The Genesis G80 Electrified can be quite efficient when compared to many EV crossovers on the market and even some new EV sedans. I saw steady 3.3 kW/mile to 3.5 kW/mile drives. The EPA usage equivalent is 105 MPGe city, 89 MPGe highway, and 97 MPGe combined. The 87.2-kWh battery pack yields a range of 282 miles when fully charged, which is a legitimate figure that I can match on my observed drives. The charging rate peaks at 187 kW using an DC-fast charging Electrify America 350 kW charging stall, which matches the estimated 22 minutes to charge from 10% up to an 80% state of charge. Using a Level 2 240-volt charger at home takes just over 7 hours at the 48-amp level.
The one issue I find with charging the G80 EV is the charge port being in the front grille, which is an odd location in my view. Having the port in the front requires some extra thought to pulling up to many charging stalls.
The Genesis G80 has always had a decent interior space and the Electrified version is no different but there are a few changes, such as the seating areas being slightly higher, which is noticed as you feel as if you’re sitting more on top of the vehicle than in it. Because of the raised seating areas, there is no availability of a sunroof – which would cut down on headroom even more. Lastly, the battery pack tends to intrude into the trunk area taking up cargo volume slightly. These are the few compromises that Genesis has to work with in taking an ICE vehicle and converting it into an EV.
Inside the G80 EV, it’s eerily quiet, which is somewhat expected with the vehicle being an EV but I found the space to be a hair quieter than most thanks to laminated glass for all of its soft-close doors and active noise cancellation tech.
Apart from the few compromised changes in the G80 Electrified versus its gas-powered sibling, the cabin is the same expected space you find in the latest G80 ICE vehicle with soft-touch surfaces and contrasting colors throughout. There’s very little hard plastic or hard surfaces where it’s limited to the unique and acquired taste forged wood trim. In vehicles like the G80, Genesis is making strides in being competitive in the luxury landscape when it comes to their plush and properly luxury-themed interiors. The infotainment system using a 14.5-inch touchscreen has a welcomed redundancy of controls through the central control knob with a glass touchpad. There are a set of physical buttons to access core functions while the 3-zone automatic climate control system uses a touchscreen with haptic feedback.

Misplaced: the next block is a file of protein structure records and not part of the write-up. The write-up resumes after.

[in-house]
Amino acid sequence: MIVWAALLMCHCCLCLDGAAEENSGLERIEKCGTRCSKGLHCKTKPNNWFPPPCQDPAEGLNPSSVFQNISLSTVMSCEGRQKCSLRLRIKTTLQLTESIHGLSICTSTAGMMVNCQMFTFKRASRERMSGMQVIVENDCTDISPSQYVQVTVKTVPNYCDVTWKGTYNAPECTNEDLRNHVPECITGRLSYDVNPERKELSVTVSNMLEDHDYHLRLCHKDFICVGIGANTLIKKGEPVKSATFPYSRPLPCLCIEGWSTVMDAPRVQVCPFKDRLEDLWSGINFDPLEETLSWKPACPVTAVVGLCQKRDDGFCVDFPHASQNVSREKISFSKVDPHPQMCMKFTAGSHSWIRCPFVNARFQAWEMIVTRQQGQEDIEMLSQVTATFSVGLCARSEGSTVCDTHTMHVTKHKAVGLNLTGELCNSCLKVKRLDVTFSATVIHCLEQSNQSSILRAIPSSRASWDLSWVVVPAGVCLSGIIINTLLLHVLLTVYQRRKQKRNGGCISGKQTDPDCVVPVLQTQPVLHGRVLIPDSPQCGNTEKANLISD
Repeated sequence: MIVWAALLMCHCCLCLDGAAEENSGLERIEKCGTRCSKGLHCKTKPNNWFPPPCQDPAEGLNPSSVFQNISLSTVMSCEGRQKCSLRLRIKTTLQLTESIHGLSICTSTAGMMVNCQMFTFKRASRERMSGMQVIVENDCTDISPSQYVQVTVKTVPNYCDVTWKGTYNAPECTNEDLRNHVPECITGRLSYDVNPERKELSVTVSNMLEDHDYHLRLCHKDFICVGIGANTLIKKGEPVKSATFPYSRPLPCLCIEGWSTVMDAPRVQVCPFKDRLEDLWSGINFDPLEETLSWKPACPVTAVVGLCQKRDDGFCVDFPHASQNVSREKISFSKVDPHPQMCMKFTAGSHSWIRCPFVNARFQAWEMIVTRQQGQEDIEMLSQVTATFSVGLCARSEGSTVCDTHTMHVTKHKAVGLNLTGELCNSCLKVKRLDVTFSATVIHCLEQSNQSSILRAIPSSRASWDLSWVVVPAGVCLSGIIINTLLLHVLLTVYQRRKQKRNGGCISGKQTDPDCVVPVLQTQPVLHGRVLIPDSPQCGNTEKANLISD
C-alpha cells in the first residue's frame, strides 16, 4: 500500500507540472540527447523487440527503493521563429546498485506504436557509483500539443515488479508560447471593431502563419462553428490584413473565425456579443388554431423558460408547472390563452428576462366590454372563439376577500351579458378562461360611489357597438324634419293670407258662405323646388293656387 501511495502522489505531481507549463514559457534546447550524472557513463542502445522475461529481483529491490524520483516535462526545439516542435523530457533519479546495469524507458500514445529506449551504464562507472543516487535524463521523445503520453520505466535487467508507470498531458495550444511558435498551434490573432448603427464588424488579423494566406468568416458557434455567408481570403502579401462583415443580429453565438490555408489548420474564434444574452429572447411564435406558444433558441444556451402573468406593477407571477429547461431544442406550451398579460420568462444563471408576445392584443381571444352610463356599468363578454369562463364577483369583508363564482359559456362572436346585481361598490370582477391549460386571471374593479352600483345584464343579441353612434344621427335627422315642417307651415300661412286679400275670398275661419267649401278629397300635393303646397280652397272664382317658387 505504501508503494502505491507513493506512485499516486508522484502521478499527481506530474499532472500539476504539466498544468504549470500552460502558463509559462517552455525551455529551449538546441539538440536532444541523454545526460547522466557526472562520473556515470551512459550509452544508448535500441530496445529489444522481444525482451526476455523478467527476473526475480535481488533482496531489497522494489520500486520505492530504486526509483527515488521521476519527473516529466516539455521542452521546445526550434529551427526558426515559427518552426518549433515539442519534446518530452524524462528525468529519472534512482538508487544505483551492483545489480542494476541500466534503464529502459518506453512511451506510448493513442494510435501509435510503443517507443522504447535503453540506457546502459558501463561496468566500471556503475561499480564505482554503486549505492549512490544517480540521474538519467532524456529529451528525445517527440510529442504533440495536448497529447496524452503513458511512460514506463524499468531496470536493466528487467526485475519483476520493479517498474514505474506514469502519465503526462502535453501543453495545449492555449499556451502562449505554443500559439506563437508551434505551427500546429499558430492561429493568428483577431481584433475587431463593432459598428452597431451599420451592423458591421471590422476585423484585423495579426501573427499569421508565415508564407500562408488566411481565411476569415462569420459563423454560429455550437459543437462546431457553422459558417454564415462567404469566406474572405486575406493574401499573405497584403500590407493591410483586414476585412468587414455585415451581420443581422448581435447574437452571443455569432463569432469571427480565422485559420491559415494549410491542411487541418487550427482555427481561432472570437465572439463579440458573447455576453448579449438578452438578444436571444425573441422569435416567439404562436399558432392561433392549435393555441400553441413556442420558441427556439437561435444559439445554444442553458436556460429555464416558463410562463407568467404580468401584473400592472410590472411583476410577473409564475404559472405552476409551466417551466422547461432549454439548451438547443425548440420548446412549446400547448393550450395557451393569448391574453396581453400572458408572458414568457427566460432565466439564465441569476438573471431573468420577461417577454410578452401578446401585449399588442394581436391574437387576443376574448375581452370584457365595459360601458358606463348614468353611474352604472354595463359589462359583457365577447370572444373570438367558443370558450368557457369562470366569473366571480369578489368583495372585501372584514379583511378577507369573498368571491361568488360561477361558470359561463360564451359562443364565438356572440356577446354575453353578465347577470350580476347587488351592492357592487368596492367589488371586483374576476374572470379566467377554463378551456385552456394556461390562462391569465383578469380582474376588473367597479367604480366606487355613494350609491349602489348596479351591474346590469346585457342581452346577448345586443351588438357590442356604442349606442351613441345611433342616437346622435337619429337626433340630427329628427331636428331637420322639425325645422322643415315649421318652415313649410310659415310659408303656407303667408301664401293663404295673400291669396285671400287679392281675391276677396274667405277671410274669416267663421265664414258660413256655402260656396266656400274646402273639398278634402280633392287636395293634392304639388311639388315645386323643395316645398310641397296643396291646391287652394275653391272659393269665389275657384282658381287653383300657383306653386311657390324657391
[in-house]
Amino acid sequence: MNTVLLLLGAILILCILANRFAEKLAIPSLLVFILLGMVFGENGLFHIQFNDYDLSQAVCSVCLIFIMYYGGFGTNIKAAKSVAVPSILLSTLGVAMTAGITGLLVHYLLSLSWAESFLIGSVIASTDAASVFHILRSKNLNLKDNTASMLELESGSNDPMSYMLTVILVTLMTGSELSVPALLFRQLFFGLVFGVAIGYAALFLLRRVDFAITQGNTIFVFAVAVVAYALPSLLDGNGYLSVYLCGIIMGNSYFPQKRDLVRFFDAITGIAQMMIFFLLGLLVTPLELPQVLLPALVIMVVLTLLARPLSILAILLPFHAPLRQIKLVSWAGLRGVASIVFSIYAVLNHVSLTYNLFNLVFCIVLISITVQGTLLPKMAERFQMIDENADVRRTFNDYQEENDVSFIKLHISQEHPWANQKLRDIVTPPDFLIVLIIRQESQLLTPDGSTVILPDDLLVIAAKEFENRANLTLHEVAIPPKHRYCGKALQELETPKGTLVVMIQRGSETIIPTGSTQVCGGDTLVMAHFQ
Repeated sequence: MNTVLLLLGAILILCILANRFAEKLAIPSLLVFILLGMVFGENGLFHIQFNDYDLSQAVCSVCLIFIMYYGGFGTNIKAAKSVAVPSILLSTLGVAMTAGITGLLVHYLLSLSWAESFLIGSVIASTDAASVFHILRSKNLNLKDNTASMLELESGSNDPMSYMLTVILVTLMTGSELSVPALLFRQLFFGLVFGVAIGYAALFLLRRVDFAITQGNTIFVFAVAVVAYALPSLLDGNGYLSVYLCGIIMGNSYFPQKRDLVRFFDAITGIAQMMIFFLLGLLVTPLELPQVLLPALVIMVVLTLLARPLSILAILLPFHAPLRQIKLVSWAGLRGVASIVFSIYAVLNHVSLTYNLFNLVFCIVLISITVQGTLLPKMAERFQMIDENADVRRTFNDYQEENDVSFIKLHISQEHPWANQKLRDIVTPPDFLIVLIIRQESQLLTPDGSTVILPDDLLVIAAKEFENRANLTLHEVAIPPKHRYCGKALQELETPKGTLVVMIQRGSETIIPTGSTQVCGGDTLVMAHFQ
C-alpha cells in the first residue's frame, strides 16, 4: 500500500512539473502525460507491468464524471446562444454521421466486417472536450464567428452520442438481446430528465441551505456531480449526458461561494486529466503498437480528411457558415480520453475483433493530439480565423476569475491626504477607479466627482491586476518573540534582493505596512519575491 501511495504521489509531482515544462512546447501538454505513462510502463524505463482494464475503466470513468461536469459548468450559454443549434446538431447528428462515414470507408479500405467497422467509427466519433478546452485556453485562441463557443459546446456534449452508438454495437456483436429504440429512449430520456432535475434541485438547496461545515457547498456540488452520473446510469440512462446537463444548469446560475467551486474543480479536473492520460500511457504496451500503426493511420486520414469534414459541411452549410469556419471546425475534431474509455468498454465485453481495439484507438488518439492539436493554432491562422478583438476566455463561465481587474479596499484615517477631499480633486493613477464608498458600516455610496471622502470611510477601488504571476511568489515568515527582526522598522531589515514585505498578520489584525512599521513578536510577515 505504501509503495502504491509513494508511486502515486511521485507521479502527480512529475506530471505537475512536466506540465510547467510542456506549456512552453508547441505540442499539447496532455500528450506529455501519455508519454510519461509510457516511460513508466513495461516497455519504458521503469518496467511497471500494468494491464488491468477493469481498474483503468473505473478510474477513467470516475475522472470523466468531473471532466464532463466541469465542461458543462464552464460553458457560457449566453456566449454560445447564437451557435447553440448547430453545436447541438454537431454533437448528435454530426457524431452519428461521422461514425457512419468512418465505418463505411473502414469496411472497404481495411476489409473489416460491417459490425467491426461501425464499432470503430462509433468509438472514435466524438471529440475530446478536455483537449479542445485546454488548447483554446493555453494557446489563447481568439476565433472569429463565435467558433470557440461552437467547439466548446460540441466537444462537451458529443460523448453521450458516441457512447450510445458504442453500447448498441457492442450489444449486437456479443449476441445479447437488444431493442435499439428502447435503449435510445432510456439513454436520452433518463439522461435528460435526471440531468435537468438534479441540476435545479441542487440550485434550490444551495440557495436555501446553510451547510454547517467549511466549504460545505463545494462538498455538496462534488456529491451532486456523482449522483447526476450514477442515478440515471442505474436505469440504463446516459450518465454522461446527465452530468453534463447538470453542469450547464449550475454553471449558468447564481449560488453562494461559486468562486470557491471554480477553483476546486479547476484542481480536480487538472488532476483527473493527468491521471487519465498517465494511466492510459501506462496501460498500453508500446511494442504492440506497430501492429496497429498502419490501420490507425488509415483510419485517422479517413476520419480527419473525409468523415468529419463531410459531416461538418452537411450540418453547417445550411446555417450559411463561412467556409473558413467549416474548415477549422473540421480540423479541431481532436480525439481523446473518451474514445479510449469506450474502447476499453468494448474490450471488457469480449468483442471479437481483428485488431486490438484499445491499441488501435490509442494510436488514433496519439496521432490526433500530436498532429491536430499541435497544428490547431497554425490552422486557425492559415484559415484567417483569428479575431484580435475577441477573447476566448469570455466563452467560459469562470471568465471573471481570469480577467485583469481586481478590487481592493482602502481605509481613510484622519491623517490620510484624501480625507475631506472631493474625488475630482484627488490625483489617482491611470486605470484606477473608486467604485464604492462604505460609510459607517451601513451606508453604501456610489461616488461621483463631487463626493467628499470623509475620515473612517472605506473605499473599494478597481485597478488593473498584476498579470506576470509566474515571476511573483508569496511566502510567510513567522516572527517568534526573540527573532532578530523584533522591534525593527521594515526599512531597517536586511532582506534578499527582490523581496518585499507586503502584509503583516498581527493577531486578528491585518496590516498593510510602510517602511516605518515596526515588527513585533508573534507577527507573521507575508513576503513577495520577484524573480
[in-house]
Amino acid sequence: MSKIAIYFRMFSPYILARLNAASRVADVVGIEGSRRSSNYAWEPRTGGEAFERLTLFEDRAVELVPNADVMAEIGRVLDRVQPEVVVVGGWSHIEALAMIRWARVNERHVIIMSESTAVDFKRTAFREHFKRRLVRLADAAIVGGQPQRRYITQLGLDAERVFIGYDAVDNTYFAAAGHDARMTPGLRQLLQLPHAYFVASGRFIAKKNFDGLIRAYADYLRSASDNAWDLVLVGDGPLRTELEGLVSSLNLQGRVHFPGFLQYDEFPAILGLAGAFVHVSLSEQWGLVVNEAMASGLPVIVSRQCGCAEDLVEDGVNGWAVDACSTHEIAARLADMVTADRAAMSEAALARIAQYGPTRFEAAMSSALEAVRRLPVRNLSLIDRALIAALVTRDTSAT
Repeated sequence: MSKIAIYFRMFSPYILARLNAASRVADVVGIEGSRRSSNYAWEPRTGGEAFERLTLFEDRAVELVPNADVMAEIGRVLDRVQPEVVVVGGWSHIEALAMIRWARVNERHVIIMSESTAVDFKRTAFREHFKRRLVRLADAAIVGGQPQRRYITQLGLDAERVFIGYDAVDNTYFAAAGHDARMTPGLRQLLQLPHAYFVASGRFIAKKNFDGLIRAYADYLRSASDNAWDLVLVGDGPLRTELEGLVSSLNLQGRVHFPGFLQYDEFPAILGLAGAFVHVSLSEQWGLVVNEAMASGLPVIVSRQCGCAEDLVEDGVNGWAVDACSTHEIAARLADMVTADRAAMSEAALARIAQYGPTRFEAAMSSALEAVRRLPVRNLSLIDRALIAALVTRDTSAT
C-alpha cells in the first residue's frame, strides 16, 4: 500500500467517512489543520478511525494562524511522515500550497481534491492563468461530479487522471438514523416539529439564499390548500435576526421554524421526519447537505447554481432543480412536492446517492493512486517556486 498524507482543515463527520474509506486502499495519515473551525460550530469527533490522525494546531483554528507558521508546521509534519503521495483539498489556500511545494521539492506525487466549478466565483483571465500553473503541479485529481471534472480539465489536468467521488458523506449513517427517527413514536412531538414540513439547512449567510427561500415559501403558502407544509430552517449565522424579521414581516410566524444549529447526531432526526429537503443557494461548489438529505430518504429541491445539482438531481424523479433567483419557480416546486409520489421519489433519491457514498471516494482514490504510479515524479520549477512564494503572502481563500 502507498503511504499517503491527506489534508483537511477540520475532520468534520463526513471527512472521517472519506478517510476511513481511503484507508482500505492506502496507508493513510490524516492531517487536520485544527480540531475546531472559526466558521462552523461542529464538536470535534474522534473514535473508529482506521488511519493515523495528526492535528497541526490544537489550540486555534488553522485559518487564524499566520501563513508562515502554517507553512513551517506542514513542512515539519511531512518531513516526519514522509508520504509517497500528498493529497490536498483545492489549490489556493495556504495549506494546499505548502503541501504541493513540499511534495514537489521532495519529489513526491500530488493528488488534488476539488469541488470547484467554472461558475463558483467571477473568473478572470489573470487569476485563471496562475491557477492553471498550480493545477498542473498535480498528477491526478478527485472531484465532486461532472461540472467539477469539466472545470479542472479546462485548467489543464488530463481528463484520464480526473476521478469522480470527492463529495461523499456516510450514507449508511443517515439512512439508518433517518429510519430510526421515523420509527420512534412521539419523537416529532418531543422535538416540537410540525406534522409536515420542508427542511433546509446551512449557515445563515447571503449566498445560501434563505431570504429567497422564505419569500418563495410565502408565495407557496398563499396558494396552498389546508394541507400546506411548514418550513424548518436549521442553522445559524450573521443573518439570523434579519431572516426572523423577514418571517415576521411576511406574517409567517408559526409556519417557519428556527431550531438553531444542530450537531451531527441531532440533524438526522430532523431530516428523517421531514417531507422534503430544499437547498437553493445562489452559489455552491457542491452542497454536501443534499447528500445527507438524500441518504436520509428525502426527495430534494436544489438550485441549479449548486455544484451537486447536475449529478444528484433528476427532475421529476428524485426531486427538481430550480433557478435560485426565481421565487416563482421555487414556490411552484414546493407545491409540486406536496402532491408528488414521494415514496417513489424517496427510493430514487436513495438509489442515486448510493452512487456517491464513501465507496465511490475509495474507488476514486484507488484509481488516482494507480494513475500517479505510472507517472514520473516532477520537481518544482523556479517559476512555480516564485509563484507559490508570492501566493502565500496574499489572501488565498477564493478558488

The gauge cluster of the G80 EV is a similar 12.3-inch 3-D digital setup as you find in the top-trimmed G80 ICE vehicles only the fuel gauge is replaced with a battery gauge. Oddly, there is no readout of the battery percentage in the digital gauge cluster. You must access the clever EV menu in the infotainment system to view the battery percentage along with other range information with the nearest charging station automatically displayed.
The Genesis G80 EV having only one configuration comes complete with all the expected active safety tech that’s common in new luxury vehicles, which includes adaptive cruise control, blind-spot monitors w/intervention, forward collision warning w/emergency braking, lane departure warning w/lane keep assist, rear cross-traffic warning, 360-degree camera system, and the unique remote park assist function controlled from your key fob.
Where things may become a bit head-scratching is the pricing for the new Genesis G80 Electrified that tests out at $81,495, which is about the expected price to pay out the door with the only option on my test vehicle being the Matira Blue paint ($575), which is really more green than blue to my eyes. Considering the base price of the G80 ICE vehicle starting at $49,500 and a top trim G80 costing just over $65,000, some may wonder if a $15,000 premium is worth admission for an all-electric powertrain. Either way, Genesis has made another progressive step into the EV future alongside the GV60 EV crossover, and things will only get better from here out.